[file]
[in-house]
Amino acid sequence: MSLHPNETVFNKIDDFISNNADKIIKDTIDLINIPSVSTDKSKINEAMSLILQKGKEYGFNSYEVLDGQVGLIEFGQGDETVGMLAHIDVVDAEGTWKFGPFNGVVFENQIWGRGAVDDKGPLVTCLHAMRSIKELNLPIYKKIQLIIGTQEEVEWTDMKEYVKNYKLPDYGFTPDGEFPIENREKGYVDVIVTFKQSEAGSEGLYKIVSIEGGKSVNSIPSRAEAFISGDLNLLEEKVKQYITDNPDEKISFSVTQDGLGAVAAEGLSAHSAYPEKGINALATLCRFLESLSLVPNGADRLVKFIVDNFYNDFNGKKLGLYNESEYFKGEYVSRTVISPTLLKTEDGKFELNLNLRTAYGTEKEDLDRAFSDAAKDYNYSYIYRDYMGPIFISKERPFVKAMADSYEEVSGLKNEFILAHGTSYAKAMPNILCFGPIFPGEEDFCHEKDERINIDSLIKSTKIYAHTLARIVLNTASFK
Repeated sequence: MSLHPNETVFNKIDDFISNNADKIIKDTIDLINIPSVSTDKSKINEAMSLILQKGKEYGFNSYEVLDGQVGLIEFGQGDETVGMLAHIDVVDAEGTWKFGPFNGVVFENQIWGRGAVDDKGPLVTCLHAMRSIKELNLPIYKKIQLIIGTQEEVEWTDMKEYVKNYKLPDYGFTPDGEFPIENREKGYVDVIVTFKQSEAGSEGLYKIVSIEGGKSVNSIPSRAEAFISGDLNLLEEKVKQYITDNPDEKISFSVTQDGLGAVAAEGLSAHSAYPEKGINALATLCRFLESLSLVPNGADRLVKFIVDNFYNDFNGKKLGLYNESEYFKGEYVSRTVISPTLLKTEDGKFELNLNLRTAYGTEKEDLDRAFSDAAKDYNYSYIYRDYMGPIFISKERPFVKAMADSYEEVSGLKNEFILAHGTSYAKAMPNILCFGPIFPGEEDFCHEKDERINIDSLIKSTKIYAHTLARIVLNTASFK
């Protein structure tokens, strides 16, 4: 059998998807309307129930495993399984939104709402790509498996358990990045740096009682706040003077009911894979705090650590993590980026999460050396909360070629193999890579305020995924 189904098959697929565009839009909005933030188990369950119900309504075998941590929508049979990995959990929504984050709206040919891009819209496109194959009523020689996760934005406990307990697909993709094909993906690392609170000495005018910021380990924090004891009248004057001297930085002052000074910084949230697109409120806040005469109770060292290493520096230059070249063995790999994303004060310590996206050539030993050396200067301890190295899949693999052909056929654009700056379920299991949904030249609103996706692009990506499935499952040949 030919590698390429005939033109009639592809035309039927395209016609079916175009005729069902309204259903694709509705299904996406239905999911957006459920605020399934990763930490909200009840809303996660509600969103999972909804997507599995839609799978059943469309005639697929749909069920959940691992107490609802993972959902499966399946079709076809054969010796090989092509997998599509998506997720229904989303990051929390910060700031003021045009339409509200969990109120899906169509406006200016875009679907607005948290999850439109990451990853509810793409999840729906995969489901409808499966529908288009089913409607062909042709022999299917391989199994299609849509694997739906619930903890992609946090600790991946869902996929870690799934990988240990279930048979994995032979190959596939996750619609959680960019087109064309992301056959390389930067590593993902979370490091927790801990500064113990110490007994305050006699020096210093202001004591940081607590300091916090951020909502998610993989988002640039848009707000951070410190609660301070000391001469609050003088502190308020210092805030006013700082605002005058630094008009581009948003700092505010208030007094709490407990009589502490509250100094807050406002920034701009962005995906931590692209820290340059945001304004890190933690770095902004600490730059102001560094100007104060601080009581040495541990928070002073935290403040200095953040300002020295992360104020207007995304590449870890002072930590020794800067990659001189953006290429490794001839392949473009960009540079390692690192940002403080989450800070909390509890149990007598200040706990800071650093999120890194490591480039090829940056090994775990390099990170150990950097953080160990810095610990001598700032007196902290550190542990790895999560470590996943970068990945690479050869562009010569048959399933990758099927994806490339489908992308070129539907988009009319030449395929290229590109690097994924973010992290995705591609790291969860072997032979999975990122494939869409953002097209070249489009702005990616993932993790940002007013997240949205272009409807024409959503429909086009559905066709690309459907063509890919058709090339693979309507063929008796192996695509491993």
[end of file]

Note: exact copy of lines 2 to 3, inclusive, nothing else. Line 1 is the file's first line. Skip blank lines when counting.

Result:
Amino acid sequence: MSLHPNETVFNKIDDFISNNADKIIKDTIDLINIPSVSTDKSKINEAMSLILQKGKEYGFNSYEVLDGQVGLIEFGQGDETVGMLAHIDVVDAEGTWKFGPFNGVVFENQIWGRGAVDDKGPLVTCLHAMRSIKELNLPIYKKIQLIIGTQEEVEWTDMKEYVKNYKLPDYGFTPDGEFPIENREKGYVDVIVTFKQSEAGSEGLYKIVSIEGGKSVNSIPSRAEAFISGDLNLLEEKVKQYITDNPDEKISFSVTQDGLGAVAAEGLSAHSAYPEKGINALATLCRFLESLSLVPNGADRLVKFIVDNFYNDFNGKKLGLYNESEYFKGEYVSRTVISPTLLKTEDGKFELNLNLRTAYGTEKEDLDRAFSDAAKDYNYSYIYRDYMGPIFISKERPFVKAMADSYEEVSGLKNEFILAHGTSYAKAMPNILCFGPIFPGEEDFCHEKDERINIDSLIKSTKIYAHTLARIVLNTASFK
Repeated sequence: MSLHPNETVFNKIDDFISNNADKIIKDTIDLINIPSVSTDKSKINEAMSLILQKGKEYGFNSYEVLDGQVGLIEFGQGDETVGMLAHIDVVDAEGTWKFGPFNGVVFENQIWGRGAVDDKGPLVTCLHAMRSIKELNLPIYKKIQLIIGTQEEVEWTDMKEYVKNYKLPDYGFTPDGEFPIENREKGYVDVIVTFKQSEAGSEGLYKIVSIEGGKSVNSIPSRAEAFISGDLNLLEEKVKQYITDNPDEKISFSVTQDGLGAVAAEGLSAHSAYPEKGINALATLCRFLESLSLVPNGADRLVKFIVDNFYNDFNGKKLGLYNESEYFKGEYVSRTVISPTLLKTEDGKFELNLNLRTAYGTEKEDLDRAFSDAAKDYNYSYIYRDYMGPIFISKERPFVKAMADSYEEVSGLKNEFILAHGTSYAKAMPNILCFGPIFPGEEDFCHEKDERINIDSLIKSTKIYAHTLARIVLNTASFK